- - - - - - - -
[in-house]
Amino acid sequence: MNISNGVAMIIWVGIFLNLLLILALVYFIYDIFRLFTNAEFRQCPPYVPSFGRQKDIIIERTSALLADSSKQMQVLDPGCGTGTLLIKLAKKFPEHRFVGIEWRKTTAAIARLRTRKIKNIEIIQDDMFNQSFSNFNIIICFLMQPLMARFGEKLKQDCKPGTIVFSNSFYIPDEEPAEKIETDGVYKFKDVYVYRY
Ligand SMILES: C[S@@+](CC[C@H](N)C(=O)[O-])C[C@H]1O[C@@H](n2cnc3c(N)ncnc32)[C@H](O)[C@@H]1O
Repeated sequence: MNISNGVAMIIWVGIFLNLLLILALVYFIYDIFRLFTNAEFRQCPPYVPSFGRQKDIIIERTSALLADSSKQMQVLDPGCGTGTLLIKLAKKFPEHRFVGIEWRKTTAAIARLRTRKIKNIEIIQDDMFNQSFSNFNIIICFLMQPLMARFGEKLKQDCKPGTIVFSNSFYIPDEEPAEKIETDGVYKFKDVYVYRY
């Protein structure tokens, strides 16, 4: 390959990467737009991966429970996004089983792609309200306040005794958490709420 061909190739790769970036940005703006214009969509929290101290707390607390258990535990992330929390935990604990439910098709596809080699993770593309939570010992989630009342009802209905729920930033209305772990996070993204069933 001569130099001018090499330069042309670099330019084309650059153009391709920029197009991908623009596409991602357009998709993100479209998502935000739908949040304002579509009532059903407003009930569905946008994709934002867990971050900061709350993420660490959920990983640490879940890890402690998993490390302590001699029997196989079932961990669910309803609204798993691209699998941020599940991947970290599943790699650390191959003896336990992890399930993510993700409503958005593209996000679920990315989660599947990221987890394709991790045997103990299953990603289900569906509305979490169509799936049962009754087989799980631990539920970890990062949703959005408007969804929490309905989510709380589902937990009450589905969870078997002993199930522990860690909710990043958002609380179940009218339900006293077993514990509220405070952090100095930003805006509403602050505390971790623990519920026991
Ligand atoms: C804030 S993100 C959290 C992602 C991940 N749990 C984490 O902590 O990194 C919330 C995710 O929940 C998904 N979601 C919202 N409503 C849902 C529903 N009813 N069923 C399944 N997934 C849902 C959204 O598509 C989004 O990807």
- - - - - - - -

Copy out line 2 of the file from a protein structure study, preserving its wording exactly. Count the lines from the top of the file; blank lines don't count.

Amino acid sequence: MNISNGVAMIIWVGIFLNLLLILALVYFIYDIFRLFTNAEFRQCPPYVPSFGRQKDIIIERTSALLADSSKQMQVLDPGCGTGTLLIKLAKKFPEHRFVGIEWRKTTAAIARLRTRKIKNIEIIQDDMFNQSFSNFNIIICFLMQPLMARFGEKLKQDCKPGTIVFSNSFYIPDEEPAEKIETDGVYKFKDVYVYRY